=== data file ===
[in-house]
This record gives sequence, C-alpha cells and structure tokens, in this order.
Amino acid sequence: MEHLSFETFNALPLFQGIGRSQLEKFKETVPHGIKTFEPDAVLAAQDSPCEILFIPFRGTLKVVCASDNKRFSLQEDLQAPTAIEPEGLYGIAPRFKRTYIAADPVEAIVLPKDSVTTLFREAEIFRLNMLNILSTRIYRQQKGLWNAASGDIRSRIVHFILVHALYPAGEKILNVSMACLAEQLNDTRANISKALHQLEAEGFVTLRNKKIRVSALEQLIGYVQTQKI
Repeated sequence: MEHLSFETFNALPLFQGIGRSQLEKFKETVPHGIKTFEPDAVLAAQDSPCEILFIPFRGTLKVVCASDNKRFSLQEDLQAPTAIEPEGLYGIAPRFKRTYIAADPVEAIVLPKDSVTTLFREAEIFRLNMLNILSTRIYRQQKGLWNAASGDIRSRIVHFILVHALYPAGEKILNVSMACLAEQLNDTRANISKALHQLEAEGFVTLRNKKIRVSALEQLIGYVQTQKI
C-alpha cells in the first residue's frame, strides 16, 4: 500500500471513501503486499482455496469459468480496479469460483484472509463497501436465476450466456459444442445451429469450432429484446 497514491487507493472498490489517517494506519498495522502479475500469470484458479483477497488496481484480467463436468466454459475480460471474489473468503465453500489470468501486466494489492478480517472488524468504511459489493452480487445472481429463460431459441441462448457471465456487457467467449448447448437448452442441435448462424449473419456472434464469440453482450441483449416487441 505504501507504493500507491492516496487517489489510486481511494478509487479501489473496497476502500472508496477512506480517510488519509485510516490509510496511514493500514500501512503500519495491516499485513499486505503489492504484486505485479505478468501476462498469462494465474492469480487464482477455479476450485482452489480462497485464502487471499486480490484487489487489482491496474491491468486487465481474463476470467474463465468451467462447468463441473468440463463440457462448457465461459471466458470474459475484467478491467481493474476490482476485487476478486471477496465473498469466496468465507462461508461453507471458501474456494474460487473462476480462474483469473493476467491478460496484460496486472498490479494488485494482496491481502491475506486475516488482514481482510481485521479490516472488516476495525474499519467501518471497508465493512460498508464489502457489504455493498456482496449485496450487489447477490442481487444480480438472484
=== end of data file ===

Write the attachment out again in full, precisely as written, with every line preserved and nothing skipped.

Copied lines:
[in-house]
This record gives sequence, C-alpha cells and structure tokens, in this order.
Amino acid sequence: MEHLSFETFNALPLFQGIGRSQLEKFKETVPHGIKTFEPDAVLAAQDSPCEILFIPFRGTLKVVCASDNKRFSLQEDLQAPTAIEPEGLYGIAPRFKRTYIAADPVEAIVLPKDSVTTLFREAEIFRLNMLNILSTRIYRQQKGLWNAASGDIRSRIVHFILVHALYPAGEKILNVSMACLAEQLNDTRANISKALHQLEAEGFVTLRNKKIRVSALEQLIGYVQTQKI
Repeated sequence: MEHLSFETFNALPLFQGIGRSQLEKFKETVPHGIKTFEPDAVLAAQDSPCEILFIPFRGTLKVVCASDNKRFSLQEDLQAPTAIEPEGLYGIAPRFKRTYIAADPVEAIVLPKDSVTTLFREAEIFRLNMLNILSTRIYRQQKGLWNAASGDIRSRIVHFILVHALYPAGEKILNVSMACLAEQLNDTRANISKALHQLEAEGFVTLRNKKIRVSALEQLIGYVQTQKI
C-alpha cells in the first residue's frame, strides 16, 4: 500500500471513501503486499482455496469459468480496479469460483484472509463497501436465476450466456459444442445451429469450432429484446 497514491487507493472498490489517517494506519498495522502479475500469470484458479483477497488496481484480467463436468466454459475480460471474489473468503465453500489470468501486466494489492478480517472488524468504511459489493452480487445472481429463460431459441441462448457471465456487457467467449448447448437448452442441435448462424449473419456472434464469440453482450441483449416487441 505504501507504493500507491492516496487517489489510486481511494478509487479501489473496497476502500472508496477512506480517510488519509485510516490509510496511514493500514500501512503500519495491516499485513499486505503489492504484486505485479505478468501476462498469462494465474492469480487464482477455479476450485482452489480462497485464502487471499486480490484487489487489482491496474491491468486487465481474463476470467474463465468451467462447468463441473468440463463440457462448457465461459471466458470474459475484467478491467481493474476490482476485487476478486471477496465473498469466496468465507462461508461453507471458501474456494474460487473462476480462474483469473493476467491478460496484460496486472498490479494488485494482496491481502491475506486475516488482514481482510481485521479490516472488516476495525474499519467501518471497508465493512460498508464489502457489504455493498456482496449485496450487489447477490442481487444480480438472484